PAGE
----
Sat Oct 22 15:45:23 SAST 2016


By Anna Majavu | Apr 23, 2010 | COMMENTS [ 0 ]

ON any weekday the sound of traditional isiXhosa singing can be heard coming from a backyard garage in Mandela Park near the Uxolo High School in Cape Town's Khayelitsha.

Almost 30 girls show up every day at Priscilla Baleni's house after school to cram into her garage and spend the afternoon singing, dancing, and discussing their rights.

The youngest is just six years old and the oldest girls are in Grade 12.

Baleni, a grandmother and social worker, formed the USinako Dance Group last year when she started working mornings only.

She noticed that in the afternoons many girls wandered about the streets looking for something to do and decided to come up with a way to protect them from crime.

The group, which receives no funding and which the girls join for free, provides space for them to talk about their rights, child abuse and life skills for an hour every day after the singing and dancing sessions. They also put on their own plays.

"They come every day, sometimes even on weekends. Even if I am busy with housework they turn up and start dancing," Baleni said.

"Their parents are very keen because they now know exactly where they are between 3pm and 5pm each day. It is our way of protecting them from crime," Baleni told Sowetan.

Belinda Mafu helps out with the project and says the group has become an aftercare centre for girls who would otherwise be home alone or getting into trouble.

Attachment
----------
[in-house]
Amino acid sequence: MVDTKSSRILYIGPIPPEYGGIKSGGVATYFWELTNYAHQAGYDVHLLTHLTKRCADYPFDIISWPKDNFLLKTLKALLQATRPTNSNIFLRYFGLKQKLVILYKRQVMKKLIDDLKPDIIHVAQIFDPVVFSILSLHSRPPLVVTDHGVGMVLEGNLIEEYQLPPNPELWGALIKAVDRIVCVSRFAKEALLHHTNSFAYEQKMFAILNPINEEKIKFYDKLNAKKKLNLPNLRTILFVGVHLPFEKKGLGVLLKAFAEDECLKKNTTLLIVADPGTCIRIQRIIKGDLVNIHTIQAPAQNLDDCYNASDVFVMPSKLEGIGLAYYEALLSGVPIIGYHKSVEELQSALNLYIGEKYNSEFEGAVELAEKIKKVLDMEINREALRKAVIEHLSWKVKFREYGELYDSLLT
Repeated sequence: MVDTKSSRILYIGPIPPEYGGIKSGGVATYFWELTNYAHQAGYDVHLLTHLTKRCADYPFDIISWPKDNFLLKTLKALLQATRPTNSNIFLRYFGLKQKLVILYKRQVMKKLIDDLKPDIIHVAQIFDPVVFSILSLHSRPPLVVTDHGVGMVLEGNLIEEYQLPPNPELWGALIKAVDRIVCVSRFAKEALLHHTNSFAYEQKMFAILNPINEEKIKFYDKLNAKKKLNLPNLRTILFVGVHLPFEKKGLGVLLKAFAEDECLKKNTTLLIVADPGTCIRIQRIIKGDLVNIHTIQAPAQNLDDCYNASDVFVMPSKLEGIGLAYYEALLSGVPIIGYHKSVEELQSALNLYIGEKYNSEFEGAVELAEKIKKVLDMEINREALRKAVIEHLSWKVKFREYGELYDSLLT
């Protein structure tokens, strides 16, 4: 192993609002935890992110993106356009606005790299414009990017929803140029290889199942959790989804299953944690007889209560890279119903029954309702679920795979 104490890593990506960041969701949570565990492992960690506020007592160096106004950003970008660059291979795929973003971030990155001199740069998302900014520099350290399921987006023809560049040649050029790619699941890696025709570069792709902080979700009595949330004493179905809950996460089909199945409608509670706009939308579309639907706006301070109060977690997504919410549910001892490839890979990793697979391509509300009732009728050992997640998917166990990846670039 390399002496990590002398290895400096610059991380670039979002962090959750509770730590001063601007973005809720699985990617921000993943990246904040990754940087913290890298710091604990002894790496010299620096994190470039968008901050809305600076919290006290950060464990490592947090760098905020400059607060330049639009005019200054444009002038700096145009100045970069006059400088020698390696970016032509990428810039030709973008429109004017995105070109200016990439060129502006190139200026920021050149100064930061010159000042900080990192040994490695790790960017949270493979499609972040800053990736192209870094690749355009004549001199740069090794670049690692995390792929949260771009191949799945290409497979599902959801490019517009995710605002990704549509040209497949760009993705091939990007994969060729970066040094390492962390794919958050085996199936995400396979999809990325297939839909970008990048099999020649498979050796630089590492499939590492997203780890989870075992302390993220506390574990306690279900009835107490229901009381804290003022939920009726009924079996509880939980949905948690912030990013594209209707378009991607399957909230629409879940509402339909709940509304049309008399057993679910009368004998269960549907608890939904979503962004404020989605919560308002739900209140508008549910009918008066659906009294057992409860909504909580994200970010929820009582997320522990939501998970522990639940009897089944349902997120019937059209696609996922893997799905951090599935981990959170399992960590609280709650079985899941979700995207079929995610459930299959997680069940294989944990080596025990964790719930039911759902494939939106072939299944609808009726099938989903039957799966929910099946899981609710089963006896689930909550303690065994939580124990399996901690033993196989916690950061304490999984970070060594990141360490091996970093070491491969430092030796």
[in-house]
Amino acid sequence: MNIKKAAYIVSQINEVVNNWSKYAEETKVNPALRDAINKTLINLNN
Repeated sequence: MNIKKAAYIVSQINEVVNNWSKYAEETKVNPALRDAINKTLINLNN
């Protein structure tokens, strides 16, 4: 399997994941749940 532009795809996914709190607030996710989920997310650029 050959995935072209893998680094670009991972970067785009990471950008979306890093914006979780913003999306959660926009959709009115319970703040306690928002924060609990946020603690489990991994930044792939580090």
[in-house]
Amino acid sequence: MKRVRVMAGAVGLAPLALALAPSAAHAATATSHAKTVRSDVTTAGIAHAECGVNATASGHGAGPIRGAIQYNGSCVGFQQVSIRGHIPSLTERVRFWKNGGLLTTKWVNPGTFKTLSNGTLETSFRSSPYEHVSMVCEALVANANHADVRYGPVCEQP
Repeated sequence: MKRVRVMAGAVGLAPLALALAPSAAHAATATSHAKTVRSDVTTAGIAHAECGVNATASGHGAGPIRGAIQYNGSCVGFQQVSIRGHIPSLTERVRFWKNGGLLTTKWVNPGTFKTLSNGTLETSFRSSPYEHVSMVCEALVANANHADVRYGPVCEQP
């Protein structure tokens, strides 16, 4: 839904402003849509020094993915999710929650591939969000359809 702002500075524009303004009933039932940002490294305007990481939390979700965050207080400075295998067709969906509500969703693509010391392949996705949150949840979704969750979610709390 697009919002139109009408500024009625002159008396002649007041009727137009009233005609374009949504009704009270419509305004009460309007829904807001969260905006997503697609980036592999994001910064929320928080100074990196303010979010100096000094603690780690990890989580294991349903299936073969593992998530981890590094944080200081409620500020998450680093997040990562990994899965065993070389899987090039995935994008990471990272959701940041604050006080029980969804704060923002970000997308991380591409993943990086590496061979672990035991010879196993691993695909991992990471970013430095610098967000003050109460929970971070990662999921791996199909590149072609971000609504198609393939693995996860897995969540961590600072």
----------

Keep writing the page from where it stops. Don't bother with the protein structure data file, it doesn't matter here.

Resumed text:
"There are no activities at the Khayelitsha schools, so the kids are left on their own while their parents are at work. The group has become their aftercare centre," Mafu said.

By three o'clock in the afternoon the nearby school is deserted. There is no sign of any aftercare facility or extramural activities.

It is easy to understand why, during apartheid, residents of the Crossroads township mounted a campaign against being forcibly removed to Khayelitsha.

Despite being the fastest-growing township in the country, Khayelitsha is still a place forgotten by the government. An overgrown, empty patch of land is the only open space around, but with no facilities or playground equipment it is unsuitable for young people as a recreation area.

Nine-year-old Amanda Mathambo told Sowetan that she loved going to Baleni's garage every day.

"Before I was just playing outside in the afternoons. Now I am learning to dance properly," 11-year-old Nosiphiwe Blou said.

"I am so excited now because I like being with a lot of girls in the afternoons," said 10-year-old Nobantu Mtshengu.

Teenager Anna Dlakavu said she also appreciated the group "because it makes us not to go out and do wrong things. Before this, I used to watch TV and play with friends".

Baleni, who lives with her seven grandchildren, said she was training the 10 to 14-year-old girls to be peer educators to the younger ones.

Even if she doesn't get any funding, she said she would expand the project to accommodate any girl who neededs a safe place to go to in the afternoons.


Login OR Join up TO COMMENT